New Semiconductor Schottky Contact Sensors Outshine Infrared Sensors

At Kaunas University of Technology (KTU) Institute of Materials Science, a research team has developed new silicon and graphene Schottky contact-based infrared radiation sensors with higher efficiency than the infrared sensors available in the market.

Graphene-silicon infrared sensor (view from above). Image Credit: Kaunas University of Technology.

Observations of Earth from space and interplanetary missions to investigate the atmosphere of other planets or to look for life on Mars would not be possible without infrared sensors fitted in different devices.

Such sensors are even used in energy-efficient control systems, night vision devices, motion sensors, optical communication lines, and medicine. At present, airports use these sensors to perform remote measurement of the body temperature of passengers to detect people infected with the Covid-19 virus.

For the past two years, scientists at Kaunas University of Technology (KTU) have been making efforts to optimize these sensors.

Dr. Šarūnas Meškinis, the Principal Investigator of the research group notes that the manufacturing technology of Schottky contact sensors is much simpler than that of other infrared sensors. Multiple arrays of these sensors can be developed on the semiconductor, for instance, silicon, plates. Fast switching speed is the main benefit of Schottky contact sensors.

However, one of the main drawbacks of these sensors is low sensitivity. That is because they can convert only a small fraction of light particles—photons—into photoelectrons. Therefore, we decided to fabricate nanostructured metal plasmonic absorber on the graphene, thus increasing the sensitivity of these sensors.

Dr Šarūnas Meškinis, Study Principal Investigator, Kaunas University of Technology

Application of Sensors—from Meteorological to Space Observations

Schottky contact photosensors find use in artificial earth satellites to track water and land boundaries, lava flows, and forest fires. In addition, they are used in meteorology to evaluate water level in soil and plants, in geology, and in optical communication systems.

These sensors are used to study other planets: mineralogical analysis, atmospheric phenomena in planetary atmospheres, and for finding possible signs of life. They are important to many types of research in space.

Dr Šarūnas Meškinis, Study Principal Investigator, Kaunas University of Technology

Sensors developed by the KTU researchers can be used for multiple applications. Dr. Meškinis stated that the first one is to tweak these sensors for use in optical coding. Optical coders are high-precision optomechanical devices engineered to quantify distances, minimum displacement, the precision of the mechanical devices and their components, as well as their rotational speed.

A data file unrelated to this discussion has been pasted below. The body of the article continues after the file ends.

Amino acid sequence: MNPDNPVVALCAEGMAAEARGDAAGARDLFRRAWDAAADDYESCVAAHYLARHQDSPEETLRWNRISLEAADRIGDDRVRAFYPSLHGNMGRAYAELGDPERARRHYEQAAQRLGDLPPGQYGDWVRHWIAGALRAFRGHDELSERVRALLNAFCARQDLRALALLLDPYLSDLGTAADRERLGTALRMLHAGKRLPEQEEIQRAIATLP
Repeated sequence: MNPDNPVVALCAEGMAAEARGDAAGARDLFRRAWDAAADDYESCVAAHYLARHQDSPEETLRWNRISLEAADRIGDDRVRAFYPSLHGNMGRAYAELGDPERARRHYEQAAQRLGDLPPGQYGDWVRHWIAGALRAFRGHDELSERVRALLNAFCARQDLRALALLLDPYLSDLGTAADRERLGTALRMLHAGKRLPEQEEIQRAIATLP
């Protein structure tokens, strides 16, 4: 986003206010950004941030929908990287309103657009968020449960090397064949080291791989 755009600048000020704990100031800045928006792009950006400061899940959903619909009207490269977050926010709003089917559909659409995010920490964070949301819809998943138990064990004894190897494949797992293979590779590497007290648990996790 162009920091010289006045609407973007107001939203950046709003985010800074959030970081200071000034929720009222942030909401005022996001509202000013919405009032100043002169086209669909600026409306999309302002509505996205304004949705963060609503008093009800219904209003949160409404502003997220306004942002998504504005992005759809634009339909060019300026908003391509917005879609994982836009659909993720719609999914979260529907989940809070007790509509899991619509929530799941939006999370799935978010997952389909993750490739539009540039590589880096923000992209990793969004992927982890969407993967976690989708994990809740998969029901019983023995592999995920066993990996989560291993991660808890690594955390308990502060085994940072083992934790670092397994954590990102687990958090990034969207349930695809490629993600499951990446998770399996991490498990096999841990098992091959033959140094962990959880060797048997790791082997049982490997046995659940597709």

In space, optical encoders are used in laser communication terminals, terrestrial optical satellite stations. Also, in laser-based communication between low-orbit satellites and Earth, spacecraft laser locators (LiDARs), satellite-mounted video cameras, space telescopes,” adds the KTU researcher.

Graphene Makes Sensors More Sensitive

In general, the Schottky contact sensor includes the layer of metal developed on a semiconductor. This metal layer generates an electric field in the semiconductor surface layer.

When photoelectrons—free electrons released from an atom by light—are created in the metal or this semiconductor surface layer, they can be extracted by an electric field and form a so-called photocurrent that can be measured and used to evaluate light intensity (including infrared radiation),” explained Dr. Meškinis.

Traditional sensors can convert only a small part of light particles (or photons) into photoelectrons; therefore, the team resorted to using graphene rather than metal to overcome this problem and thus to boost the sensitivity of such sensors.

Because graphene is ultra-thin, there is no free electron scattering problem. As a result, almost all photoelectrons created in the graphene will reach the graphene and semiconductor junction at an appropriate angle and flow to the semiconductor. The photocurrent created in the sensor will be much bigger than in the metal-semiconductor contact case.

Dr Šarūnas Meškinis, Study Principal Investigator, Kaunas University of Technology

But the ultra-small thickness of the graphene is also a crucial problem to fix. Only 2.3% of the incident photons can be absorbed by a single layer of graphene.

We solved this problem by forming special metal nanostructures on graphene, known as plasma nanostructured liquids. They increased the sensitivity of the photosensors,” added the researcher.

Despite the fact that metal-semiconductor Schottky contact sensors have been in the market for over three decades, Dr. Meškinis states that semiconductor and graphene Shottky contact photosensors have not yet been produced on a large scale.


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